Defence spending appears set to increase substantially in the next financial year compared to previous estimates, after the federal government confirmed in the 2015 Budget that the Defence Materiel Organisation (DMO) will be abolished, with its core responsibilities and funds transferred to the Department.
Funding for Defence is on track to reach $32.7 billion in 2015-16, which is $2.1 billion more than previously budgeted, and represents a nominal rise of 8.6 per cent over estimated actual spending for the current financial year.
The implementation of recommendations contained in the First Principles Review of Defence is getting under way in earnest, meaning the DMO will cease to exist as a separate agency within Defence accounts from July 1. And as a result of the Commonwealth’s decision to ‘disband’ the DMO following the release of the review last month, the DMO’s administrative budget of $805 million will be transferred to Defence, the budget documents state.
More than $750 million worth of extra funds to keep up the Australian Defence Force’s high operational tempo in Iraq and elsewhere – plus a hefty foreign exchange adjustment of a similar amount, given the lower exchange rate – account for most of the rest of the rise.
Between 2015-16 and 2016-17, total Defence funding is expected to fall by 3.3 per cent to $31.6 billion, before jumping 8.1 per cent to $34.2 billion in 2017-18. At the end of the forward estimates period in 2018-19, Defence spending is projected to have reached $36.6 billion.
“In the 2015 Budget, the government will continue to make a significant investment in the safety and security of all Australians,” Minister for Defence Kevin Andrews stated.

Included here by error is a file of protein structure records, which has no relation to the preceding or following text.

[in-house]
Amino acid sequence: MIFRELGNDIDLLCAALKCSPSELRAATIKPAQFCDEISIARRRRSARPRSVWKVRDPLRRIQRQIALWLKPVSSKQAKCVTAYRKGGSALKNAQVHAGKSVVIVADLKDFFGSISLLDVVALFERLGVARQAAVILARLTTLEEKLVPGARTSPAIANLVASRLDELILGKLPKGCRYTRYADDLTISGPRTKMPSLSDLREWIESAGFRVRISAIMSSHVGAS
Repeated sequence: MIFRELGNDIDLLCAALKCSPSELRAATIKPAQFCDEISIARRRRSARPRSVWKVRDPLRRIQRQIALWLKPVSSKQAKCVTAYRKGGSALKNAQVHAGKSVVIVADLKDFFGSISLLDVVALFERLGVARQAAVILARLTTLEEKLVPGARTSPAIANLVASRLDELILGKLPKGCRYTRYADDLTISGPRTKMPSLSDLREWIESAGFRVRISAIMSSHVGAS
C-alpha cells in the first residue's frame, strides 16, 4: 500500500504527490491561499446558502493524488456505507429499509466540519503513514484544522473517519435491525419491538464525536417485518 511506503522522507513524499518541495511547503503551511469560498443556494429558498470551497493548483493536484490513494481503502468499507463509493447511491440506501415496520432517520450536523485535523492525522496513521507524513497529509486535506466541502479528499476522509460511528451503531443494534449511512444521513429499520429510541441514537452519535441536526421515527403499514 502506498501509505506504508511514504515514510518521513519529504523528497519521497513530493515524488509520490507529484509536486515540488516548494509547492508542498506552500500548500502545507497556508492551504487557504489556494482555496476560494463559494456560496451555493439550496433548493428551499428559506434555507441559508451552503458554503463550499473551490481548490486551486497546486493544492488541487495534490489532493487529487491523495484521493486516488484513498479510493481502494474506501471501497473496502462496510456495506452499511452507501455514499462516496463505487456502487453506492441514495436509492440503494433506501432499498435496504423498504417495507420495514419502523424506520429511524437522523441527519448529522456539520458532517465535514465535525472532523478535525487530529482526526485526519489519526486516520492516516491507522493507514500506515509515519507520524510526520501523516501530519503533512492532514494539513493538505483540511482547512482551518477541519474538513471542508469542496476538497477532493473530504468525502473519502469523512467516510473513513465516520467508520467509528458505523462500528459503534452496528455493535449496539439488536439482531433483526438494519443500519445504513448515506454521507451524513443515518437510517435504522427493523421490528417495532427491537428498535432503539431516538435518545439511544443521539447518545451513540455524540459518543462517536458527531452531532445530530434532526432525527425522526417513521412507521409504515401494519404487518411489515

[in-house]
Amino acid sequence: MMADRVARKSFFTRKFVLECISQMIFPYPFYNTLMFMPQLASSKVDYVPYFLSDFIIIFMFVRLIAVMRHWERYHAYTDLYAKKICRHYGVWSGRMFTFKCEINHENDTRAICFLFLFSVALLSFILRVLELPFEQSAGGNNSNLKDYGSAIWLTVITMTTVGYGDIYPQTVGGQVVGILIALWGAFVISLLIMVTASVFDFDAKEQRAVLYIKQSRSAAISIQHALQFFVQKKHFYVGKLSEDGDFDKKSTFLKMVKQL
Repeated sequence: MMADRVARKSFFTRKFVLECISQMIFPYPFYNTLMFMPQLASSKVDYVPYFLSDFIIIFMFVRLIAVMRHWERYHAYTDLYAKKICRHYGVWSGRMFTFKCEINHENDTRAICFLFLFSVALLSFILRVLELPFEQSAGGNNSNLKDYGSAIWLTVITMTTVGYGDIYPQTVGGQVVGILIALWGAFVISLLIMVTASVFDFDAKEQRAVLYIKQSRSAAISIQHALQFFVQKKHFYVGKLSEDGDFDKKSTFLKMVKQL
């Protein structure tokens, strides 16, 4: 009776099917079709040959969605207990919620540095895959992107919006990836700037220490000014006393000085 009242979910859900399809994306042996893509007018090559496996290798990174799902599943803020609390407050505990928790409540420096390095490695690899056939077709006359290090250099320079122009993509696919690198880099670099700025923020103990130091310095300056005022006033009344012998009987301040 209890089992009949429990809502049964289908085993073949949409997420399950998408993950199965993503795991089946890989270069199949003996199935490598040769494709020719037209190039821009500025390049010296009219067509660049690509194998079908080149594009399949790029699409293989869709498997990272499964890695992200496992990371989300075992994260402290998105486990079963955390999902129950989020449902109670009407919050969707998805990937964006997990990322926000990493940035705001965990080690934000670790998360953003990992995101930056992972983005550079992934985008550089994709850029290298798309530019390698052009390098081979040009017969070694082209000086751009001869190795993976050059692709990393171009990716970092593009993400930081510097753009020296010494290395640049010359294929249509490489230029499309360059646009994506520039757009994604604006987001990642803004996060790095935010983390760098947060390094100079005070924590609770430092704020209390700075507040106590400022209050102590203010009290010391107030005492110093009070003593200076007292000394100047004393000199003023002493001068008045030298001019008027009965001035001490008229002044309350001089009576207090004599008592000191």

“This budget continues to deliver on the government’s commitment to increase Defence spending to two per cent of GDP within a decade, and builds on the government’s promise to provide Defence with a stable and sustainable funding growth path.”
Operation ‘Okra’, which is the Australian contribution to the effort to combat the Islamic State of Iraq and the Levant (ISIL) in Iraq, will receive $391 million in the next financial year, on top of an estimated $261 million that will have been spent by the end of June this year.
With the 2015 Defence White Paper still not yet released, project approvals remain very much up in the air, with the government only considering those project phases absolutely necessary to maintain the momentum of new capability endeavours already approved.
Just two new Defence Capability Plan (DCP) projects have been listed as in development for first pass approval in the coming financial year, alongside eight projects for second pass consideration – notably the Protected Mobility Vehicle Light (LAND 121 Phase 4) acquisition.
“The delivery of the Defence White Paper, along with the Defence Investment Plan – incorporating a Defence Capability Plan – and Defence Industry Policy Statement later this year, will provide the Australian community and defence industry with the clarity and certainty that Labor failed to deliver,” Minister Andrews said. “We will lay out a clear, fully funded plan for a strong and secure Australia.
“The government is committed to implementing its First Principles Review of Defence to ensure the department is properly structured and has the right business practices in place to support the Australian Defence Force in the 21st century. With ongoing reforms, Defence will be able to make better investments and provide better value to taxpayers.”
The federal government announced on April 1 that it had agreed or agreed in principle to 75 of the 76 recommendations that were outlined in the First Principles Review, with the majority of changes to be implemented within two years.